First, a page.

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Sitting too much increases cancer risk - research

Sedentary activities are associated with a higher risk of colon, endometrial and lung cancer

Source : Voice of Russia / 17 Jun 2014

Every year scientists add new factors to the list of cancer-triggers – junk food, processed meats, smoking, polluted air. Recently, the list has expanded – sitting or sedentary lifestyle is now linked to a significantly greater risk of certain cancers as well as heart disease and diabetes, new research has revealed.

In a study published in the Journal of the National Cancer Institute, researchers say that people who spend most of the day sitting have up to a 66 percent higher risk of developing certain types of cancer than those who sit less, TIME reports. Study authors Daniela Schmid and Dr. Michael Leitzmann from the University of Regensburg in Germany, said: "sedentariness has a detrimental impact on cancer even among physically active persons, which implies that limiting the time spent sedentary may play an important role in preventing cancer."

A new meta-analysis of 43 different observational studies found that sedentary activities were associated with a higher risk of colon, endometrial and lung cancer, in particular. Sedentary behavior was associated with a 24 percent greater risk of developing colon cancer, a 32 percent higher risk of endometrial cancer, and a 21 percent increased risk of lung cancer.

Each additional two hours on a comfy coach or at an office desk were linked to an increased risk of colon cancer risk by 8 percent, and the risk of endometrial cancer going up by 10 percent. As the researchers studied different types of sedentary habits, they found that watching TV was linked to a 54 percent higher risk of colon cancer and a 66 percent greater risk of endometrial cancer. However, they found no link between sedentary behavior and other types of cancer, including breast and prostate.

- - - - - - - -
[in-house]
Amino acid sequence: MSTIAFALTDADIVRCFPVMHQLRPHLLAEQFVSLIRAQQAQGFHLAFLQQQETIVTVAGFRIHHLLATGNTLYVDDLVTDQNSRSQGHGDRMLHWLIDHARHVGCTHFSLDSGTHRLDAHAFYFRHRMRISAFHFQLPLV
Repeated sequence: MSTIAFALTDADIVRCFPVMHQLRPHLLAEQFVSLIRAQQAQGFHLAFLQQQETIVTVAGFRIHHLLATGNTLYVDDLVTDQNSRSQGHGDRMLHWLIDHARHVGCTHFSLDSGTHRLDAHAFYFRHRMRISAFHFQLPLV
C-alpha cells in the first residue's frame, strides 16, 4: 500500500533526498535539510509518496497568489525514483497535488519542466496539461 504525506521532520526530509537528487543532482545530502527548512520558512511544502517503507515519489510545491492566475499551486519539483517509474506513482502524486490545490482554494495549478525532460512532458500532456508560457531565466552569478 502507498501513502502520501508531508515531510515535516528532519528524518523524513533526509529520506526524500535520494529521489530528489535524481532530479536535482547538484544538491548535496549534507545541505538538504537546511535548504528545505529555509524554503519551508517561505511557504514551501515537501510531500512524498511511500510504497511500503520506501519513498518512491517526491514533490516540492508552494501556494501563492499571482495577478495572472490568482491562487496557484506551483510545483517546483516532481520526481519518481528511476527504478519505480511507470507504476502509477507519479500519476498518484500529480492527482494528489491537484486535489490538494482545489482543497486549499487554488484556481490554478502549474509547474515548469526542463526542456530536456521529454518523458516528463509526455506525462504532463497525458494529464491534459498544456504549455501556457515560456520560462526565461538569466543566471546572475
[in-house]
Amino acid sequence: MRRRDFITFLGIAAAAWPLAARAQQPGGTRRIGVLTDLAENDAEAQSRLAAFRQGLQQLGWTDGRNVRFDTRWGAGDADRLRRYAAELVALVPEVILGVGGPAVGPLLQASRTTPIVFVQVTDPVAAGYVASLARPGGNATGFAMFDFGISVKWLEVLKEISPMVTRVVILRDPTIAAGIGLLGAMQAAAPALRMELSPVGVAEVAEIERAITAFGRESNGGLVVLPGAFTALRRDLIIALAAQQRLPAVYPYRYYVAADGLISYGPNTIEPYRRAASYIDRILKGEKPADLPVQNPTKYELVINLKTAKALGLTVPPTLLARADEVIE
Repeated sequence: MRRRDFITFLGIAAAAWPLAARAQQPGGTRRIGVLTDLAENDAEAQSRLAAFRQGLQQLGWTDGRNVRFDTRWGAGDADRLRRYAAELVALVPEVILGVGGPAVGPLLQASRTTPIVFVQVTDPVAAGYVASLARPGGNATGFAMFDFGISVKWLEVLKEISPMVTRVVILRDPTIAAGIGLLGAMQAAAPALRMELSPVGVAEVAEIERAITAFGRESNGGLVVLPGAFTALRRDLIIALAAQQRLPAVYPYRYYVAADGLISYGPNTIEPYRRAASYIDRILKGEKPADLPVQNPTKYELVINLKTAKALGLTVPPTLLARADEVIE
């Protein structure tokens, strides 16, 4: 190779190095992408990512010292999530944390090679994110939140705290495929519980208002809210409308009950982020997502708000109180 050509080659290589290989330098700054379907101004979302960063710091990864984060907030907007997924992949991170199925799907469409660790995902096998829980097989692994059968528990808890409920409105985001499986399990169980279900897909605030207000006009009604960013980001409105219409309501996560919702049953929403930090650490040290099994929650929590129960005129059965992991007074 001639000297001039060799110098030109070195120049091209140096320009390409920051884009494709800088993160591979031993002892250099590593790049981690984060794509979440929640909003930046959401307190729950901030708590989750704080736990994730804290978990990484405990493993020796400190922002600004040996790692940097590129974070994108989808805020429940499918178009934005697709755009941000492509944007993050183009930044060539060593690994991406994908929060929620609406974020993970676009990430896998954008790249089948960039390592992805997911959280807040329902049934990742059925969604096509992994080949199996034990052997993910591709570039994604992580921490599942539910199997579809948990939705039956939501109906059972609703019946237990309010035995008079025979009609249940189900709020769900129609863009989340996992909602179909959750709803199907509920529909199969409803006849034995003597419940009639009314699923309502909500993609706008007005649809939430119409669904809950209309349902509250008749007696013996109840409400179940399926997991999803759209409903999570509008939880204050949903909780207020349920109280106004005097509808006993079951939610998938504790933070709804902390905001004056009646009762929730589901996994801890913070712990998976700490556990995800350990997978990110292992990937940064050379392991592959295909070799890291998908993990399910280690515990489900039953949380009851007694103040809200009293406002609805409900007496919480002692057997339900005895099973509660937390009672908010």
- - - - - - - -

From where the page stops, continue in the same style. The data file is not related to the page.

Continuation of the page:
The researchers looked at the results that included more than 4 million people and almost 70,000 cases of cancer. The studies assessed how much time the participants spent doing sedentary activities, like watching TV or sitting down, either for work or recreationally, as well as total sitting time. Time spent watching TV appeared to be most strongly associated with bowel and endometrial cancers - possibly because the activity is often accompanied by eating junk food and drinking soda, said the researchers.

The authors said there may be several biological mechanisms that are behind the association between sedentary behavior and cancer, like increased body weight, inflammation and hormonal changes that may promote certain types of cancers.

However, the results go beyond the advice by most health professionals for everyone to become more physically active, as the investigators found that the link between sitting and cancer remained strong no matter how physically active the participants were, TIME says. It means that even people who worked out regularly but spent more hours on the couch still showed higher rates of cancer than those who didn't sit as much, CTV writes.

Dr. Graham Colditz, of Washington University School of Medicine, who wrote an editorial accompanying the study, says the findings highlight the difference between being physically active and being sedentary. It's not enough to just be active—it's also important to sit less. "People are not talking about sitting time in the same way as physical activity," he says. "Guidelines say limit the time spent sitting without drilling into how long or what types of sitting they are talking about."

The difference is important, especially since the latest research suggests that sitting too much may have its own, independent harms on our health. A recent study, for example, found that people who got up and did light to moderate walking after lunch had lower blood sugar levels than people who didn’t get up after eating.

Though trying to sit less is challenging, Colditz says there are ways to be less sedentary, either at home or at the office. His tips are: breaks every couple of hours, quick walks and not eating lunch at your desk.


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